Saturday, April 11, 2009

Modeling the Meltdown; Part 6: Transparency

One of the goals of our modeling effort is transparency. We want anyone to be able to understand how the models work, so that they can either be confident the model is correct and/or help improve the model. This series of posts is designed to help with transparency by illustrating the process by which we’re creating the model.

An important aspect of transparency is identifying assumptions, which typically means what is left out of the model. Here are some assumptions that we are starting with in this model:

  • Don't model who owns a rented home
  • Don't model change in rental rates during tenure of renter
  • Assume sufficient supply of rentals
  • No family owns more than one home
  • Only one mortgage per home
  • Ignore commercial real estate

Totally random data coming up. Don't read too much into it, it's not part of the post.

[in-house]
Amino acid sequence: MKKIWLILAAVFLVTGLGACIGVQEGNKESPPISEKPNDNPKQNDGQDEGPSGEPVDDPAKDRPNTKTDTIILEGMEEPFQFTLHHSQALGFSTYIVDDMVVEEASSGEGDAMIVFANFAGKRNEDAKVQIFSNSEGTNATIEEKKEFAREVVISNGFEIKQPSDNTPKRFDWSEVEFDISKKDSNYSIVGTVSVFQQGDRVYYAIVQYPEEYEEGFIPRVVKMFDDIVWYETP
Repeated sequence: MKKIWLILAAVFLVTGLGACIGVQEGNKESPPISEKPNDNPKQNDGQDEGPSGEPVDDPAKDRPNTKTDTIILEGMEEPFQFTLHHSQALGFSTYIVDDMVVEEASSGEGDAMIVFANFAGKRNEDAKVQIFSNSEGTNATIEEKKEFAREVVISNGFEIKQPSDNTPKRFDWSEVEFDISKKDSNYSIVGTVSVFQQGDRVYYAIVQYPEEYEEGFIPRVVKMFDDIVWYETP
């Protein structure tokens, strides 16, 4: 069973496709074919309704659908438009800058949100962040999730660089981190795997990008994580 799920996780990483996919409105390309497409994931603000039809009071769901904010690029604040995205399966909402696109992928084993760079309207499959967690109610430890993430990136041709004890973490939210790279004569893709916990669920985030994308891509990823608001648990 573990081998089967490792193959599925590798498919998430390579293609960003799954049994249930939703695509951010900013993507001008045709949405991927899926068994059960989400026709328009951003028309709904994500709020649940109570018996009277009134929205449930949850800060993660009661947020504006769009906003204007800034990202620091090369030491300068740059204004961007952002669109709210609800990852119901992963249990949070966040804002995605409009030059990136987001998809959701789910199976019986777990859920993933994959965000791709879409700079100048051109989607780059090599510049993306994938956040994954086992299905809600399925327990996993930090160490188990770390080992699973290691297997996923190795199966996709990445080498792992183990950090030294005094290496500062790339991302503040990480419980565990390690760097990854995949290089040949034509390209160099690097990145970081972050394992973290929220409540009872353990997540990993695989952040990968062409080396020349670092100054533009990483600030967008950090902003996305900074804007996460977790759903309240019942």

• We’ll ignore growth in number of households and new home construction
Home Sales
  • Ignore realtor’s fees when buying & selling a home
  • Assume no “interest only” or “negative amortization” loans.
  • Price appraisals not implemented yet
  • Not modeling cost of marketing a mortgage to buyers/refinancers
  • Assume no fraud (borrowers lying to lenders)
  • Terms for a pre-approved mortgage do not vary while buyer is shopping for a house.
  • All savings accounts can be withdrawn from at any time
  • A single good is produced, (though it has variable consumption)
  • No supply chain
  • Ignore accounts receivable and payable
  • Stock price does not consider future earnings potential
  • No Taxes
As we identify additional simplifying assumptions, we will add them to this list. Also keep in mind that these assumptions can be explicitly addressed in future versions of the model, after we have the basics implemented.

Building in Steps
The full model will be rather complex—but this does not mean that it will be opaque. To help reduce the complexity, we will start simple and add to the model in steps. Each step will build on the previous step with an incremental amount of functionality. These steps are described in the next post.

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